The treatment of choice for ich is salt for 10-21 days, depending on the water temperature. Ich takes longer to clear in colder water. Use the Salt Bath treatment listed below.
Ulcer disease is a particularly destructive bacterial disease. Seen on koi and goldfish, it starts out as a red or white pimple and quickly widens into a large hole or ulcer. It can advance all the way into the muscle of the fish. It is very important to catch this disease in its earliest stages.
Anchorworms, fish lice, and flukes can all contribute to ulcer disease. Keeping your fish clear of these parasites is very important. Keep affected fish in salted water and feed medicated food. The bath treatment Tricide-Neo can help as well. Medicated food and Tricide-Neo can be found at Koi dealers and dry goods retailers. Valuable fish can warrant antibiotic injections. Contact an experienced veterinarian for assistance.
Another microscopic parasite, trichodina is easily identifiable. It resembles a wagon wheel. Fish infected with trichodina often develop a gray film over the body in response to the infestation. Other symptoms include flashing (rubbing their sides against the pond bottom), lethargy, and hanging at the surface.
Treat with Potassium Permanganate or Salt Dip.
Koi Herpes Virus (KHV)
Is a very contagious, damaging and deadly disease for koi, many times causing up to 90% loss in just a few days. Symptoms can include respiratory distress, hyperactivity, loss of coordination, and severe gill necrosis.
It’s usually seen when the water temperature is between 70 and 80 degrees. As with most viral diseases there is no known cure. Some people have had success with heat treatment to 86F, but the carrier state of the survivors is currently unknown.
Goldfish are unaffected.
Spring Viremia of Carp (SVC)
Like the name suggests, SVC in seen only in the spring as pond temperatures are rising. It’s usually seen between 40 and 60 degrees Fahrenheit.
This virus is much less damaging than KHV and currently is very rare in the US. SVC produces symptoms typical of those seen with many infections and can include dropsy, hemorrhages and/ or darkening of the skin.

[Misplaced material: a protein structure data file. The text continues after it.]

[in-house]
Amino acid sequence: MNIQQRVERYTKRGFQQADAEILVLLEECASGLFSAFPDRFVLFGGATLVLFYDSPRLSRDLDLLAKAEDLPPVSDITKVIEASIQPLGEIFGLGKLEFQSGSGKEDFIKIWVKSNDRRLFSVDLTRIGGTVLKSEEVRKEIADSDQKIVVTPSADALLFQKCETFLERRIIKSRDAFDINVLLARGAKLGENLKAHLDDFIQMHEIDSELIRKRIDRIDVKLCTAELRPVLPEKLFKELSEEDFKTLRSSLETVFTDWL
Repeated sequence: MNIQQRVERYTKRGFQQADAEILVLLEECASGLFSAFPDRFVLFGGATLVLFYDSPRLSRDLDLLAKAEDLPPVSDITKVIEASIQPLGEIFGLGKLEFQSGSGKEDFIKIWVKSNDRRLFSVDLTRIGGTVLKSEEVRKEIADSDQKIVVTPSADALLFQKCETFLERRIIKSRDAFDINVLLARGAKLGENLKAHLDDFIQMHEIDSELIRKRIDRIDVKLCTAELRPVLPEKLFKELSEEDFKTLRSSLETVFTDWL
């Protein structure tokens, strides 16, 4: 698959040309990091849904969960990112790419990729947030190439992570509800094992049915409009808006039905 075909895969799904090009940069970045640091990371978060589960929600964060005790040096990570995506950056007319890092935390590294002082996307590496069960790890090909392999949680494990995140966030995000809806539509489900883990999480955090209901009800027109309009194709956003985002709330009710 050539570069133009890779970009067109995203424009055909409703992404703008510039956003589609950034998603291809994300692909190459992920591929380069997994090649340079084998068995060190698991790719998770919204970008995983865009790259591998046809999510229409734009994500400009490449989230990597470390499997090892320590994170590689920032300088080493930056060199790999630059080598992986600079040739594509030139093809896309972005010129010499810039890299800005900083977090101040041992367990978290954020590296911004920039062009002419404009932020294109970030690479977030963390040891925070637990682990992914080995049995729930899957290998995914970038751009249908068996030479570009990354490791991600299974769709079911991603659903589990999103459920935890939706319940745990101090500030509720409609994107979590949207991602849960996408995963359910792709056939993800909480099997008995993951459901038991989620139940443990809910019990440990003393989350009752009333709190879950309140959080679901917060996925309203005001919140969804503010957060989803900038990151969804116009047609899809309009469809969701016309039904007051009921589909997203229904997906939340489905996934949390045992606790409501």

SVC is classified as a “reportable” disease, so a confirmed diagnosis can lead to heavy handed federal government involvement.
WARNING: THE MEDICATIONS LISTED HERE ARE SAFE WHEN HANDLED PROPERLY. USE A DUST MASK, RUBBER GLOVES, AND SAFETY GLASSES WHEN HANDLING THESE CHEMICALS.
Treatment 1 – Salt Dip
Add salt to water at 10 tablespoons per gallon or 5 pounds per 25 gallons. Place fish in this solution for ninety seconds. The fish will turn white and roll over like it’s dying, but will quickly recover when returned to fresh water. This will quickly remove any microscopic parasites.
Treatment #2 – Salt Bath
We maintain salt in our holding facilities at 0.3%. This is obtained by adding 3 teaspoons per gallon or 25 pounds of non-iodized salt per 1,000 gallons over a 48 hour period. Some Costia strains can require up to .6% to eradicate. An accurate digital salt meter can be purchased for under $80 at Most Koi dealers and dry goods retailers.
Treatment #3 – Potassium Permanganate
Potassium permanganate is effective against all of the microscopic parasites listed above except ich. If you suspect that your fish may have parasites, but you do not have access to a microscope to confirm your suspicions, potassium should be your first choice for treatment.
It is somewhat more risky than salt, but only when you fail to measure your pond volume and dosages accurately. Potassium will turn the water purple or pink when first added to the tank or pond. It will eventually turn brown, according to the amount of dissolved organics in the water.
A 25% to 50% water change is recommended before beginning the treatment. Bypass the filter, ensure adequate aeration, and add potassium to the water at 6 grams (1 level teaspoon) per 800 gallons. In large systems, dissolve the crystals in warm water and distribute evenly around the pond or tank. Note the color of the water by submerging a white saucer 2-3 inches below the surface. If the color changes from purple/pink to brown/amber in less than 1 hour, redose at 1 teaspoon per 800 gallons. If the initial color change comes after 1 hour has elapsed, retreat at 1/2 teaspoon per 800 gallons.
Monitor the color of the water for the next 10 hours. Whenever the color is brown, add more potassium at 1/2 teaspoon per 800 gallons. The key for effective treatment with potassium is to maintain the pink color in the water for 10 hours. After 10 hours, do another 50% water change or add dechlorinators to neutralize the potassium.
Repeat the treatment in 3-4 days to ensure eradication of the parasites.
The treatment regimen described here is excerpted from Dr. Eric Johnson’s excellent book “Koi Health and Disease”. It contains more detailed information concerning the use of potassium and other fisheries chemicals used to treat goldfish and koi.
Treatment #4 – Dimilin
Dimilin is sold under the brand names Anchors Away by Jungle Labs or Express IDI for the treatment of anchor worms and fish lice. Use as directed.
Treatment #5 – Praziquantel
Prazinquantel (brand name Prazi Pond) Effective to treat flukes on goldfish and Koi.
Treatment #6 – Supaverm
Supaverm is the treatment of choice for flukes on koi. WARNING: DO NOT USE SUPAVERM ON GOLDFISH. IT WILL KILL THEM.